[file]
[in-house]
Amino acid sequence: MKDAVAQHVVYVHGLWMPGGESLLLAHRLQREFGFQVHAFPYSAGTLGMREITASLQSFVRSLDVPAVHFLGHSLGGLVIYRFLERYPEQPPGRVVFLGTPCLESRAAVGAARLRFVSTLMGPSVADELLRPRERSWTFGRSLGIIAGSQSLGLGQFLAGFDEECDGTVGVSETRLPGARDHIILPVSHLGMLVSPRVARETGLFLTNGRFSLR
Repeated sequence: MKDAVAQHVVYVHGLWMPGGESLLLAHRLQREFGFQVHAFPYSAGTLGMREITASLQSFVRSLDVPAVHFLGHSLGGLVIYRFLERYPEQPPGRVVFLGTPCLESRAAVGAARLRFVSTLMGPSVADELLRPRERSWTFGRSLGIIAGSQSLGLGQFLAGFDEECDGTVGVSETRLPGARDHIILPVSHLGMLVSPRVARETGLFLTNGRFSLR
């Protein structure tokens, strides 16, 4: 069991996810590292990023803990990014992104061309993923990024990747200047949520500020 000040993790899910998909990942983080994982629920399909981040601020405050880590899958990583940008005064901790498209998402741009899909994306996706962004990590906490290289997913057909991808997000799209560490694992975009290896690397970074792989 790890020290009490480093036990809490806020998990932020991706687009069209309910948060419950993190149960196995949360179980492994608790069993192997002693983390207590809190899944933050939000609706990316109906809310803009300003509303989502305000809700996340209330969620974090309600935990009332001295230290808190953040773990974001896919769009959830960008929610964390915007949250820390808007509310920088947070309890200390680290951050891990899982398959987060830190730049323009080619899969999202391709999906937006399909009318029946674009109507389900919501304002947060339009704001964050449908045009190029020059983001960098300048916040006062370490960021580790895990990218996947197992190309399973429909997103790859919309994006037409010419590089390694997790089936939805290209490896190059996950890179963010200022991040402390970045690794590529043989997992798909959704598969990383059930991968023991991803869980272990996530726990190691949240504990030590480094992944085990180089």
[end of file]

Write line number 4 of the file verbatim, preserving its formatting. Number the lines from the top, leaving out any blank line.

């Protein structure tokens, strides 16, 4: 069991996810590292990023803990990014992104061309993923990024990747200047949520500020 000040993790899910998909990942983080994982629920399909981040601020405050880590899958990583940008005064901790498209998402741009899909994306996706962004990590906490290289997913057909991808997000799209560490694992975009290896690397970074792989 790890020290009490480093036990809490806020998990932020991706687009069209309910948060419950993190149960196995949360179980492994608790069993192997002693983390207590809190899944933050939000609706990316109906809310803009300003509303989502305000809700996340209330969620974090309600935990009332001295230290808190953040773990974001896919769009959830960008929610964390915007949250820390808007509310920088947070309890200390680290951050891990899982398959987060830190730049323009080619899969999202391709999906937006399909009318029946674009109507389900919501304002947060339009704001964050449908045009190029020059983001960098300048916040006062370490960021580790895990990218996947197992190309399973429909997103790859919309994006037409010419590089390694997790089936939805290209490896190059996950890179963010200022991040402390970045690794590529043989997992798909959704598969990383059930991968023991991803869980272990996530726990190691949240504990030590480094992944085990180089």